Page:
Idaho Deer Hunter Magazine Spring/Summer 2013, Issue #4 - Page 26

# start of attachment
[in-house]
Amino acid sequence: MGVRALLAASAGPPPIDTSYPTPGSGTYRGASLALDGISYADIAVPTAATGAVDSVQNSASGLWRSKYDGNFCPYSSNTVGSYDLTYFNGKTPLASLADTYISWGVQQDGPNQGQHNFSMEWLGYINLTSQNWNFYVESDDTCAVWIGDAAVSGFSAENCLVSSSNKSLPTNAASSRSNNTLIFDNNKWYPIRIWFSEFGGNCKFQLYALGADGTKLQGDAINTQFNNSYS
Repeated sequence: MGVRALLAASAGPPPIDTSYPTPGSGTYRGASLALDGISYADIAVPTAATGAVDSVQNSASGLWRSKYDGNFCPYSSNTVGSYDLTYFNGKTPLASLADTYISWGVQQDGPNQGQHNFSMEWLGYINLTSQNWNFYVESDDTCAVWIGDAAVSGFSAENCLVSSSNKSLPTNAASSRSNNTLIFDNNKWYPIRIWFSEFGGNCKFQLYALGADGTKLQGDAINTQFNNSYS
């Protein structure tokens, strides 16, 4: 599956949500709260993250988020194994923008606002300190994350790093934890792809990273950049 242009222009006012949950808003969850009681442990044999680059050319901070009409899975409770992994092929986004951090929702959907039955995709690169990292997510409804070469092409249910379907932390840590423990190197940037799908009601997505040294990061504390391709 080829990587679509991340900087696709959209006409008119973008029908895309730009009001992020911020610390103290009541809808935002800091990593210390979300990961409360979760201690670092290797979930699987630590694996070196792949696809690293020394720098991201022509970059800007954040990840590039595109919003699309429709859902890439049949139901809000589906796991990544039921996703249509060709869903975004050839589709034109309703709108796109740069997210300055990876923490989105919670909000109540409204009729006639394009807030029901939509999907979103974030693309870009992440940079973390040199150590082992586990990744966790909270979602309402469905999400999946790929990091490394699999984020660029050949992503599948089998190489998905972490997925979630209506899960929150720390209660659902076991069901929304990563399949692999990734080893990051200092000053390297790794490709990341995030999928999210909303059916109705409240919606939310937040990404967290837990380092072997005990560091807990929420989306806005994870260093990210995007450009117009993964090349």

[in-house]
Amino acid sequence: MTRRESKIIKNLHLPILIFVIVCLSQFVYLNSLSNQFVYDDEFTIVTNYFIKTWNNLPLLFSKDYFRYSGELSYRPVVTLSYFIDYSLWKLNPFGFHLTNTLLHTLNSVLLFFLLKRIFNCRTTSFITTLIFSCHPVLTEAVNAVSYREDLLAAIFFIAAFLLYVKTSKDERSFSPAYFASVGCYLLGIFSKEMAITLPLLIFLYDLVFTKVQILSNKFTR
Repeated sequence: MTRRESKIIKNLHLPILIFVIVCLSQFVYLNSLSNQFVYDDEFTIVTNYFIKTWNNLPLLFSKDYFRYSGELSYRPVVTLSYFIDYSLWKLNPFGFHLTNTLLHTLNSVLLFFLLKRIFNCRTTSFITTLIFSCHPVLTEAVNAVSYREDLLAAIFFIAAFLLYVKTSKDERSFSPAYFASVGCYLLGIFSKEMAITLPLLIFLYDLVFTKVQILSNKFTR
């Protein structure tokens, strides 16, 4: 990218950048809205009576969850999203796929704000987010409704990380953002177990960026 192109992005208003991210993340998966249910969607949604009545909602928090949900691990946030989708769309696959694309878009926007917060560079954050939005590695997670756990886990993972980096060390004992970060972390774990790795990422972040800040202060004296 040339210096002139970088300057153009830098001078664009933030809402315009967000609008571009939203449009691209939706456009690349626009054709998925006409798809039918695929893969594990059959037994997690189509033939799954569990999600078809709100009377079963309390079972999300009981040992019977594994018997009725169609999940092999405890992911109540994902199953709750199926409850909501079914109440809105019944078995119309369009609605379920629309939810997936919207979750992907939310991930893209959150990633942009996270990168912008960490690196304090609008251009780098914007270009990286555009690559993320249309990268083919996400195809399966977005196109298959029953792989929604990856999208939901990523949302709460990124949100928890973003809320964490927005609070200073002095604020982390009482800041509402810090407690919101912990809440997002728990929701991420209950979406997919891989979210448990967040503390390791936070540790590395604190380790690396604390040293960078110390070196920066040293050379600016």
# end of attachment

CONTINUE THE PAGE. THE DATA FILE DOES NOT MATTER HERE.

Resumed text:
Outdoors to the Core! MOREL MUSHROOM HUNTING Tom Claycomb If you’ve never hunted morel mushrooms you’re missing out on one of God’s best treats that He ever gave us. They are one of the top fungi in the world, second only to the truffle in England. They seem to be triggered by the spring rains and a few warm days and nights. Then it seems like they almost spring up right in front of your eyes. It seems to me that they have about a two week growing period but you can extend your hunting season by rising in elevation. Here’s what I mean by that. If this week you’re finding them at 5,500 ft., next week go up and hunt at 6,000 ft. Many will tell you to hunt them by old logs and fir trees. I’ve been hunting them since 1979 and you’d think that I’d know more than I do. I’ve got one spot where they grow in the grass on the side of a hill every year. That’s not the norm but on this one hill they do every year. If you find one, look up/downhill. The spore washes downhill and more often than not, where I find one I’ll find more. But-the absolute best spot is old forest fires from the year before. I think it was in 2005 that I found a million up by Warm Lake when the fires had run through there. Then in 2007 up in the fires at Silver Creek Plunge. Oh my gosh, we found a million. In one spot that you could have covered with an 8x10 tarp I picked 162. I took another couple with Katy and I and we all picked 2-five gallon buckets each in no time at all and had to walk over others when leaving. Now for the fun part. Eating them! To prepare them, gently rinse them off. They are the most fragile food you will ever prepare so be gentle. Rinse the dirt and ashes off and then split lengthwise with a knife. Put in a bowl and gently rinse again. Then sprinkle on salt and fill the bowl with water. The salt will kill the bugs. I was taught to let them soak overnight but if you’re chomping at the bits you can cook them muy pronto. Crack a few eggs in a bowl and beat with a fork. Dip the mushrooms in them and then roll them in flour. I sprinkle a little salt and pepper in the flour beforehand. Then throw them into a skillet with oil that is heated up. You don’t want to sizzle them but you do want to brown them. While frying I sprinkle with Tony Cachere’s. Flip when ready and remove when they get golden brown and put on paper towels on a plate. If you were blindfolded you would swear that they tasted like meat. You just have to try them if you never have done so. They are the best food in the world. If you’re lucky enough to find more than you can eat you can dry or freeze them. So this spring while you’re out turkey, bear or shed hunting keep an eye peeled and you might just pick up a new first love. (If you don’t know what they look like have an old-timer go with you and teach you the ropes so you don’t pick poisonous ones). For more on morels Google outdoorsite.com, select Tom Claycomb as the author and click on Morel Mushroom hunting. 26